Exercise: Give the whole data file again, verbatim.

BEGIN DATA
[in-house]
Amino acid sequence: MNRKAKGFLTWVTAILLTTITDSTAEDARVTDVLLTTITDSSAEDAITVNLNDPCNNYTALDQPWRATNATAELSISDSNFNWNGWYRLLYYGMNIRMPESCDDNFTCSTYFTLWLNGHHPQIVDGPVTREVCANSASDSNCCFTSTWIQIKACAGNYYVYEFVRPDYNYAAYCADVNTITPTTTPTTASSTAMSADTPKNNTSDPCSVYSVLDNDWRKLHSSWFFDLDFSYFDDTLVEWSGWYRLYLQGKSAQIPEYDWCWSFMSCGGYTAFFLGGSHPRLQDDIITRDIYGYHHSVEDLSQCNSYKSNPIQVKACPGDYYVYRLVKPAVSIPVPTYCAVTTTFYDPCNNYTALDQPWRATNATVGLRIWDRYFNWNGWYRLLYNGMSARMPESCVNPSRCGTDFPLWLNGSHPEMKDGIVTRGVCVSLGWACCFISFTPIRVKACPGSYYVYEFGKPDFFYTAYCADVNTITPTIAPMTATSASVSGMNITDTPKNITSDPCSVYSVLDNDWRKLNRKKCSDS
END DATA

[in-house]
Amino acid sequence: MNRKAKGFLTWVTAILLTTITDSTAEDARVTDVLLTTITDSSAEDAITVNLNDPCNNYTALDQPWRATNATAELSISDSNFNWNGWYRLLYYGMNIRMPESCDDNFTCSTYFTLWLNGHHPQIVDGPVTREVCANSASDSNCCFTSTWIQIKACAGNYYVYEFVRPDYNYAAYCADVNTITPTTTPTTASSTAMSADTPKNNTSDPCSVYSVLDNDWRKLHSSWFFDLDFSYFDDTLVEWSGWYRLYLQGKSAQIPEYDWCWSFMSCGGYTAFFLGGSHPRLQDDIITRDIYGYHHSVEDLSQCNSYKSNPIQVKACPGDYYVYRLVKPAVSIPVPTYCAVTTTFYDPCNNYTALDQPWRATNATVGLRIWDRYFNWNGWYRLLYNGMSARMPESCVNPSRCGTDFPLWLNGSHPEMKDGIVTRGVCVSLGWACCFISFTPIRVKACPGSYYVYEFGKPDFFYTAYCADVNTITPTIAPMTATSASVSGMNITDTPKNITSDPCSVYSVLDNDWRKLNRKKCSDS